Designed by Ho Chi Minh City–based Mỹ An Architects, these rectilinear cabins provide workspaces and accommodations for up to 10 people working at the nearby Ta Nung Homestay resort. Sited in a lush highland landscape approximately 11 miles from Dalat, Vietnam, the two separate cabins are connected by a shared structural base which is elevated on stilts to help protect the forest floor.

The angular cabins overlook breathtaking forest vistas.

Built from locally sourced pine, the 5,400-square-foot project quietly blends into its natural setting. The cozy, richly textured interiors feature thoughtfully placed windows that frame beautiful forest views while welcoming in plenty of daylight.

Angular windows and Edison string lights create warm and inviting living and working spaces.

The project-dubbed the Executive Office of Ta Nung Homestay-is designed to foster collaboration among workers who help run the resort's administration system, all while providing a peaceful, environmentally sensitive retreat.

Balconies along the side of each cabin overlook expansive mountainous views.

The structures contain various working areas and several living rooms, bedrooms, and baths. The spaces are connected by a large community terrace where people can meet and mingle.

Working, living, and sleeping areas are separated by clever wooden dividers.

"The working space was designed for openness and collaboration, as well as for appreciating nature," explain the architects. "The structure is balanced by a centrally located open area, which serves as a community terrace, connecting the main office with the main living quarters."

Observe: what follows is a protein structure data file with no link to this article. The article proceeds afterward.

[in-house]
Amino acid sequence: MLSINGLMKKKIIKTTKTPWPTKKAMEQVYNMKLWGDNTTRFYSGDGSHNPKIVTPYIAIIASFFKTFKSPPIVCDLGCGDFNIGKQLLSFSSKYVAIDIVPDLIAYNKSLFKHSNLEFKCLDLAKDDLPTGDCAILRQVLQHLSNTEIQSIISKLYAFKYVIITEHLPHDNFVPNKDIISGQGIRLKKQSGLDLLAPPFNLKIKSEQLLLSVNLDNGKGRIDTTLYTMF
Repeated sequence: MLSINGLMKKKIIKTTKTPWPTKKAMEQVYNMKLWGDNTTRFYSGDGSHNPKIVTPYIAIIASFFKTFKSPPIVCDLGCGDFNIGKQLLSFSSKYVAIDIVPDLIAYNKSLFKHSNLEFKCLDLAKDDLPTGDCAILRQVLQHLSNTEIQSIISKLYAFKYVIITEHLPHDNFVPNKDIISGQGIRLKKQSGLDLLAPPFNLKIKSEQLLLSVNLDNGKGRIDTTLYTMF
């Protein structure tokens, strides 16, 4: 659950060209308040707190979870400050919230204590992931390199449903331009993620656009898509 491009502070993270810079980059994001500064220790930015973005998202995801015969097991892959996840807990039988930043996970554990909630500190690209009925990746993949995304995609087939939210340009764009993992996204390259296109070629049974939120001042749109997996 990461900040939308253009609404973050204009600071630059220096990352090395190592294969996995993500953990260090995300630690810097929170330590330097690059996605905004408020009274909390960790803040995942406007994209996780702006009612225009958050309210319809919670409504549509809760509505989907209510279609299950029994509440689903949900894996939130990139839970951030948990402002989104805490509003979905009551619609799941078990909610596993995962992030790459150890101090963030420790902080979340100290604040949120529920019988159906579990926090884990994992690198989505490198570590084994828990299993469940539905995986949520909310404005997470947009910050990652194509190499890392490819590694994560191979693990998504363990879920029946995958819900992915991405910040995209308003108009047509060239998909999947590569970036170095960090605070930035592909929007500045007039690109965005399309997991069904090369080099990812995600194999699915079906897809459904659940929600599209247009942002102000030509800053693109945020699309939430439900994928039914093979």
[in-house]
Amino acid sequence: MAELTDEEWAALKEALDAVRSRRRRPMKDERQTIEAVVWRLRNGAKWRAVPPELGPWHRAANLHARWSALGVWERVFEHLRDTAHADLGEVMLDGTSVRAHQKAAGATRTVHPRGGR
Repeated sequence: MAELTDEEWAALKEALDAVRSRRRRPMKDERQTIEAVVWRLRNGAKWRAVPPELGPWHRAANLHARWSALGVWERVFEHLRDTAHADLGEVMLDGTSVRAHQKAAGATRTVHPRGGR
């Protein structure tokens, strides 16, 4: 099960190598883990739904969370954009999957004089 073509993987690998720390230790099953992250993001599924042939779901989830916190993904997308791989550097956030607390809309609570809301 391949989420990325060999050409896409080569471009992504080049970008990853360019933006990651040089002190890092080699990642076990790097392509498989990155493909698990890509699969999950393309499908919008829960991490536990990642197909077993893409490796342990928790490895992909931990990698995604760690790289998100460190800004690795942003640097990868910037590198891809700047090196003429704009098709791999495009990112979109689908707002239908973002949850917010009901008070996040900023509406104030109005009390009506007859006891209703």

A closer look at the connecting terrace, which was thoughtfully built around an old tree.

"One critical challenge of this project was figuring out how to make the office easy to find at night, since it is located in the middle of a forest," says the firm. "The solution was to turn the space into a glowing lantern, illuminated by multiple low-fractional rating lights with warm color. This allowed the property to become a livelier space, and one that is much more recognizable in the dark."

Warm lighting illuminates the cabins like lanterns. The effect is enhanced by the pitched roofs and reflections in the light wood interiors.

The smaller cabin contains a master suite and living area, while the larger cabin features workspaces, sleeping areas, and intimate meeting spaces.

The cabins feature gabled roofs pitched at different heights.

The geometric design mimics the shape of trees and allows the space to blend into the forest.